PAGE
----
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Future/Past Meetings SVP 72nd Annual Meeting Summary

Download the 2012 Program and Abstracts Book 

(available to registered Annual Meeting attendees and SVP members only, who were emailed a special access password)

Download the 2012 Program  (PDF) and/or  Abstracts  – full abstract listings (PDF)
Purchase the print verison of the 2012 SVP Program Book.

Download the list of 2012 Presenters and Titles 

Download the list of 2012 Presenters and Titles (PDF, 2.3MG, available to everyone)


Welcome from the 2012 Host Committee

The Host Committee of the 72nd Annual Meeting is honored to welcome members and student members of the Society of Vertebrate Paleontology to Raleigh, North Carolina, where you can experience first-hand a bit of southern hospitality. Your host committee consists of individuals representing a number of institutions and whose research interests encompass many facets of the discipline of vertebrate paleontology.  

The principal institutions hosting this year's meeting are the North Carolina Museum of Natural Sciences and North Carolina State University. The theme for this year's meeting emphasizes the Triassic roots of North Carolina paleontology and we hope that you take advantage of the chance to learn about some of our spectacular specimens.  Our rich Cenozoic deposits have yielded spectacular marine faunas, including large cetaceans and sharks and our scheduled field trips focus on these fantastic deposits.  For those whose interests lie towards more human-oriented questions, another field excursion offers a rare opportunity to visit the Duke Lemur Center, the world's largest sanctuary for rare and endangered prosimian (strepsirhine) primates, and includes a visit to collections at the Division of Fossil Primates. 

Raleigh is a small city, by most standards, but is very cosmopolitan and easily accessible from any airport on the East coast, usually with direct flights.  Raleigh is a premier travel destination, and presents visitors with a surprising diversity of ethnic cuisines and cultural opportunities, as well as more traditional southern cooking and hospitality. Our beautiful downtown area, within walking distance from the museum, offers many restaurants with a wide selection of food and drink, and many featuring outdoor seating, a real treat for socializing with colleagues on warm October evenings.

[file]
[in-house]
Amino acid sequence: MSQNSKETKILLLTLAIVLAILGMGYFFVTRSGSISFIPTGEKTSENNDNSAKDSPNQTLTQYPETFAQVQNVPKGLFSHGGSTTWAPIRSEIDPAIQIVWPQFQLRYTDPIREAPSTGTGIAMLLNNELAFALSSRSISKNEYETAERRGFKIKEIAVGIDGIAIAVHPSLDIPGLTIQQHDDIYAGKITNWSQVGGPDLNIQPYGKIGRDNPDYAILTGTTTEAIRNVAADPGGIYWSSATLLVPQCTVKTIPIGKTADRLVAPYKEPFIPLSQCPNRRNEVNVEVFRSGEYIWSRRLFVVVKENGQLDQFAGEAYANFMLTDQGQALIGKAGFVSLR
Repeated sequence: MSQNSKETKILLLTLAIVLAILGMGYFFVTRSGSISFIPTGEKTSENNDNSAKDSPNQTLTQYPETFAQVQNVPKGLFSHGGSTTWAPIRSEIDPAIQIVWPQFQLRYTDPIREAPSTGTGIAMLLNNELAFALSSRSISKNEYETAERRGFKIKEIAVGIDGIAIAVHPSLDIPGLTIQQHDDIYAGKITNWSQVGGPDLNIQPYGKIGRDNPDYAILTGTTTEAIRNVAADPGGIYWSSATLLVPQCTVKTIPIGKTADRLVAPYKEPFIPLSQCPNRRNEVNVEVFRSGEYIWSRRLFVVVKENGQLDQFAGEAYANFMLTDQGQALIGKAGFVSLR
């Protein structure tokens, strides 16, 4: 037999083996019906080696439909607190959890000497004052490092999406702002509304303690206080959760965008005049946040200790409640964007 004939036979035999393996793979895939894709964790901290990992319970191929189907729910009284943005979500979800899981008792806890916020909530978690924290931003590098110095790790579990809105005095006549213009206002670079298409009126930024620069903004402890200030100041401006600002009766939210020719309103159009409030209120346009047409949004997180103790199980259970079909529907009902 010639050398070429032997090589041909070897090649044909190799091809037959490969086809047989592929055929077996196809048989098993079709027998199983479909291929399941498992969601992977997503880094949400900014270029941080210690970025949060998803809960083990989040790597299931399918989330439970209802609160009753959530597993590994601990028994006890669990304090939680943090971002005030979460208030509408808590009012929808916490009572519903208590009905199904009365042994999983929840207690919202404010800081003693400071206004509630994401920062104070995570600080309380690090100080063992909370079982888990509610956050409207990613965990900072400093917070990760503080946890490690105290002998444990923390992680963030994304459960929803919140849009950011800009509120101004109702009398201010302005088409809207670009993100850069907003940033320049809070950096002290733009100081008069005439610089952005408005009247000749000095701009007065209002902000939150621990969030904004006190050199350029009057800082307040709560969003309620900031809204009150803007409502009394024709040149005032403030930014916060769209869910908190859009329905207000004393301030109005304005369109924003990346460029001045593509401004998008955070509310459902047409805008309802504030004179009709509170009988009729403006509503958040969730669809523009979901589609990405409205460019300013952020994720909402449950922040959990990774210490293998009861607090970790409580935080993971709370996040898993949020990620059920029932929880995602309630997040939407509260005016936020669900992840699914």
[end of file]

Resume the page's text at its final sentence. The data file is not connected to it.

We warmly welcome you with a reception at the North Carolina Museum of Natural Sciences, where we will highlight our new Nature Research Center. While most traditional museums present a public face to the question 'What do we know?', our new research facility is committed to bringing to the public a deeper awareness of the process of science, by emphasizing in all exhibits ' HOW do we know what we know'.  To this end we have developed many 'citizen science' activities, and encourage public participation in research through more accessible, continually updated exhibits.  We hope that you enjoy all the highlights of our museum, our city and our state as you take part in the 72nd Annual meeting of the Society of Vertebrate Paleontology.  Welcome to the City of Oaks!

Call for Field Photos